No. Only two-seat ultralights, or "fat," ultralights (those that exceed the limitations of Part 103) are required to register as a light sport aircraft by January 31, 2008. Single-occupant ultralights that meet the definition of Part 103 are not affected by the sport pilot rule.
Why are two-seat, or "fat," ultralights required to be registered as a light sport aircraft?
Two-seat, or "fat," ultralights do not meet the definition of Part 103 ultralights. The sport pilot rule now provides the requirement to have these ultralights registered, inspected, and certificated as a light sport aircraft by January 31, 2008.
How do I register my light sport aircraft that has not been issued a U.S. airworthiness certificate and does not meet the definition of Part 103.1?
Submit the following to the FAA:
Save with Aero-Space Reports aircraft title and escrow services for AOPA Members.
How do I certificate my light sport aircraft that does not meet the provisions of 14 CFR Part 103?
If the above conditions are met, the FAA will issue:
Save with Aero-Space Reports aircraft title and escrow services for AOPA Members.
Will the light sport aircraft category replace Part 103 aircraft?
No, single-place ultralights will remain Part 103, but two-place ultralights will be affected. All two-place ultralights will be required to be registered as light sport aircraft by January 31, 2008.
I built the ultralight I'm currently flying. Can it be certificated as an experimental amateur-built or does it have to be an experimental light sport aircraft (ELSA)?
If you built 51 percent of your aircraft, the aircraft meets the requirements to apply for certification as an experimental amateur-built aircraft. Keep in mind, however, that once the aircraft is certificated as an experimental-amateur built, it cannot be certificated later as an experimental (ELSA) or special light sport aircraft (SLSA). The aircraft remains an experimental amateur-built aircraft.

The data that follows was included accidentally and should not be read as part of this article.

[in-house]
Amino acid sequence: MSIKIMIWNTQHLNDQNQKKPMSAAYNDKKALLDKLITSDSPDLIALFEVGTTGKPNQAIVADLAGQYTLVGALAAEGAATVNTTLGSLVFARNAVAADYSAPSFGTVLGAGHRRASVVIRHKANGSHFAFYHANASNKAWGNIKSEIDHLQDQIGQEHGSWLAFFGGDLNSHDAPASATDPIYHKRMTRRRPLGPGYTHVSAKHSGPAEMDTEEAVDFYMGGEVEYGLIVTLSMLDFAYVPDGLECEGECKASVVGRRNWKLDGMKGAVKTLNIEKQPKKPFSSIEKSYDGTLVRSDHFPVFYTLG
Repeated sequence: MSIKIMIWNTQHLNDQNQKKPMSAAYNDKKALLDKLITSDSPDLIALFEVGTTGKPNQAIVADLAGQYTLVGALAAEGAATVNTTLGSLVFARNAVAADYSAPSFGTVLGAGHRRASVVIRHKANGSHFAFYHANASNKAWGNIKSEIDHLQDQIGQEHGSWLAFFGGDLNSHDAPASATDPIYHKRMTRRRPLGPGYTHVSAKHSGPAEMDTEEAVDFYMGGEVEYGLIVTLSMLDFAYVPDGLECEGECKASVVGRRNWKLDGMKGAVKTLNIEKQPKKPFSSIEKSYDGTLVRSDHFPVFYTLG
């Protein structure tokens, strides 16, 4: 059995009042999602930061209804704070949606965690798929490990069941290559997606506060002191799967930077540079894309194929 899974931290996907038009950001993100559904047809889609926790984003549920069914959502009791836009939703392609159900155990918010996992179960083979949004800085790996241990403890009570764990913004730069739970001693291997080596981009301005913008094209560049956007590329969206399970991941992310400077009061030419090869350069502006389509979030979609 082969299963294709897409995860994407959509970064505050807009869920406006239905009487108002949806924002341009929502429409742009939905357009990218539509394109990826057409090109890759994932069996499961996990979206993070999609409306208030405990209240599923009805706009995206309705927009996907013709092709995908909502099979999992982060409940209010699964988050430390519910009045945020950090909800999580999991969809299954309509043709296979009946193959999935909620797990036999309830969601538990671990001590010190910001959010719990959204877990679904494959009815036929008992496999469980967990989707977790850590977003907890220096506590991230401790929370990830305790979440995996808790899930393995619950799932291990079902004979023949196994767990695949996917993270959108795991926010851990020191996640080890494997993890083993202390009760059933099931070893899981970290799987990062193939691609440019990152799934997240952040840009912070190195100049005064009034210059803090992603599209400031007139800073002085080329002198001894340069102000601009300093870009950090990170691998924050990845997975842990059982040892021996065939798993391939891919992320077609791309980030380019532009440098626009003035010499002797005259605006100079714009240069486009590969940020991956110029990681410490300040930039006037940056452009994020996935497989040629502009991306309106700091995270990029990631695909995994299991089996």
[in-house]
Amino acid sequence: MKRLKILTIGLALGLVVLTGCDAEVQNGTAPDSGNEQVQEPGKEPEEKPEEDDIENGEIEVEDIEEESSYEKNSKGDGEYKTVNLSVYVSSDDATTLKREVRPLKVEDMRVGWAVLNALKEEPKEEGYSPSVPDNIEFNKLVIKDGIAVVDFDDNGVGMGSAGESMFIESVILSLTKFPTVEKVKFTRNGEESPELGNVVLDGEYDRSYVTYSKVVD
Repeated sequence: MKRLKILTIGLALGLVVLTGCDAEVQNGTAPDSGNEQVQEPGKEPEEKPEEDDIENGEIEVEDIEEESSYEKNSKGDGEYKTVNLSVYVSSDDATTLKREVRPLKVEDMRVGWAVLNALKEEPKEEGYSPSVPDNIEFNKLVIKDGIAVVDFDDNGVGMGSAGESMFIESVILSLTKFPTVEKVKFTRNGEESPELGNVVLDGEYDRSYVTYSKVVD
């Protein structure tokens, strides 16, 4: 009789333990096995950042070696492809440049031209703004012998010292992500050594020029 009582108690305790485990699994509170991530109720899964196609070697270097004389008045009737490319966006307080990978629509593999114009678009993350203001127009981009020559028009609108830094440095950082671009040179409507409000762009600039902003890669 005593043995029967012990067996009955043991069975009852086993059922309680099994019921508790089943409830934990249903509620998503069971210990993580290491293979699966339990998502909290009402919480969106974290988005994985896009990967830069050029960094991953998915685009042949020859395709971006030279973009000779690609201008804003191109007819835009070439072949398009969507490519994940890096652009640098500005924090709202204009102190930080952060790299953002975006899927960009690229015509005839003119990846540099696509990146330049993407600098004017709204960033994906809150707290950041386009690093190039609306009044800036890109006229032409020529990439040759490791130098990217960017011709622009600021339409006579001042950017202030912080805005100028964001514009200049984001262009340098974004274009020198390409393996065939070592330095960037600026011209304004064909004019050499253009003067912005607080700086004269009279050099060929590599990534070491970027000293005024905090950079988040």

What are the important dates to remember for aircraft?
Are there special provisions for obtaining a sport pilot certificate for persons who are registered ultralight pilots with an FAA-recognized organization?
If you are a registered ultralight pilot with an FAA-recognized ultralight organization, use the information provided in 14 CFR 61.329 to determine how to get a sport pilot certificate.
Are there any special provisions for obtaining a flight instructor certificate with a sport pilot rating for persons who are registered ultralight instructors with an FAA-recognized ultralight organization?
If you are an ultralight instructor and were registered with an FAA-recognized ultralight organization on or before September 1, 2004, and you want to apply for a flight instructor certificate with a sport pilot rating, not later than January 31, 2008 —
How long do I have to get my sport pilot certificate using only my ultralight experience?
For ultralight pilots, the first really important date is January 31, 2007. That is the deadline date for those who are members of an FAA-recognized ultralight organization to take advantage of using whatever ultralight flying time they have to qualify to become a sport pilot. The pilot has until this date to take the sport pilot practical test if the pilot wants previous ultralight flight time to count toward the required sport pilot flight experience.
I am an ultralight pilot who does not hold any FAA pilot certificate, and I am not registered with an FAA-recognized ultralight organization. How will the sport pilot rule affect me?
You will need to become a sport pilot by meeting all the requirements of 14 CFR Part 61. Here is a summary of the requirements:
The FAA has made substantive revisions to the sport pilot medical provisions, which disallow the use of a driver's license as a medical standard for medically disqualified pilots.
What are important dates to remember for ultralight pilots?
Can I fly a special light sport aircraft (SLSA) in IFR conditions or at night?
Only day/VFR conditions are specifically addressed in the ASTM consensus standards that govern the production of SLSA. Being that sport pilots and those exercising sport pilot privileges are limited to flying only in day/VFR conditions, this seems appropriate.
On the other hand, if an appropriately rated pilot (example: private pilot with an instrument rating) wants to fly SLSA under IFR or at night, the aircraft's operating limitations must allow it, and the aircraft must be equipped per 91.205 for VFR flight at night and/or IFR flight. Additionally, 91.327(d) requires all SLSA to be operated in accordance with the aircraft's operating instructions. Operating instructions differ from operating limitations in that the engine, airframe, and accessory manufacturers issue them; the FAA issues operating limitations.
An example of operating instructions is a SLSA equipped with a Rotax engine. Rotax's operating instructions prohibit the use of a Rotax engine at night or in IFR conditions unless it is the FAA type certificated engine (14 CFR part 33). Other engine, airframe, and accessory manufacturers might impose similar restrictions.
If you are appropriately rated and would like to operate a special light sport aircraft at night or under IFR, contact the manufacturer to determine if any provisions can be made.
Do I need to obtain an STC (supplemental type certificate) if I want to install a different prop or add a new radio to my SLSA?